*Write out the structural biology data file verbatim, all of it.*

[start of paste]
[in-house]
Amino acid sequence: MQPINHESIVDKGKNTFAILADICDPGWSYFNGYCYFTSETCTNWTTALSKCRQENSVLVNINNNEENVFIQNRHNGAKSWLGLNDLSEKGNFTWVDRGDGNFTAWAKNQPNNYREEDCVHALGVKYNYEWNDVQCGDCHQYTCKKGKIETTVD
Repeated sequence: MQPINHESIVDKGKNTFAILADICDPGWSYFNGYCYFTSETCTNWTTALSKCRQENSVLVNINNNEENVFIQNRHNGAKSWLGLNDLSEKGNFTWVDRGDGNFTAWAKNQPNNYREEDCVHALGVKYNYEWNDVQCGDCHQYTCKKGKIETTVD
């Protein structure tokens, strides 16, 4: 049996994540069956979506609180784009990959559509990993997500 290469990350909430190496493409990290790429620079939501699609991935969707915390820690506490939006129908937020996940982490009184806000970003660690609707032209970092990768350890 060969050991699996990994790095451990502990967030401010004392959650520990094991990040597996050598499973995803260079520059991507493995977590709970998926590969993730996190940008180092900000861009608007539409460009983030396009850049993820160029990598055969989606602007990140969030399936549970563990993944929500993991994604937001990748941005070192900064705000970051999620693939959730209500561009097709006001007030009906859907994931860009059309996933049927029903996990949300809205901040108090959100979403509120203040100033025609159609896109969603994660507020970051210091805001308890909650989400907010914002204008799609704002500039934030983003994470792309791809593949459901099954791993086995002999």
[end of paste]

[in-house]
Amino acid sequence: MQPINHESIVDKGKNTFAILADICDPGWSYFNGYCYFTSETCTNWTTALSKCRQENSVLVNINNNEENVFIQNRHNGAKSWLGLNDLSEKGNFTWVDRGDGNFTAWAKNQPNNYREEDCVHALGVKYNYEWNDVQCGDCHQYTCKKGKIETTVD
Repeated sequence: MQPINHESIVDKGKNTFAILADICDPGWSYFNGYCYFTSETCTNWTTALSKCRQENSVLVNINNNEENVFIQNRHNGAKSWLGLNDLSEKGNFTWVDRGDGNFTAWAKNQPNNYREEDCVHALGVKYNYEWNDVQCGDCHQYTCKKGKIETTVD
């Protein structure tokens, strides 16, 4: 049996994540069956979506609180784009990959559509990993997500 290469990350909430190496493409990290790429620079939501699609991935969707915390820690506490939006129908937020996940982490009184806000970003660690609707032209970092990768350890 060969050991699996990994790095451990502990967030401010004392959650520990094991990040597996050598499973995803260079520059991507493995977590709970998926590969993730996190940008180092900000861009608007539409460009983030396009850049993820160029990598055969989606602007990140969030399936549970563990993944929500993991994604937001990748941005070192900064705000970051999620693939959730209500561009097709006001007030009906859907994931860009059309996933049927029903996990949300809205901040108090959100979403509120203040100033025609159609896109969603994660507020970051210091805001308890909650989400907010914002204008799609704002500039934030983003994470792309791809593949459901099954791993086995002999």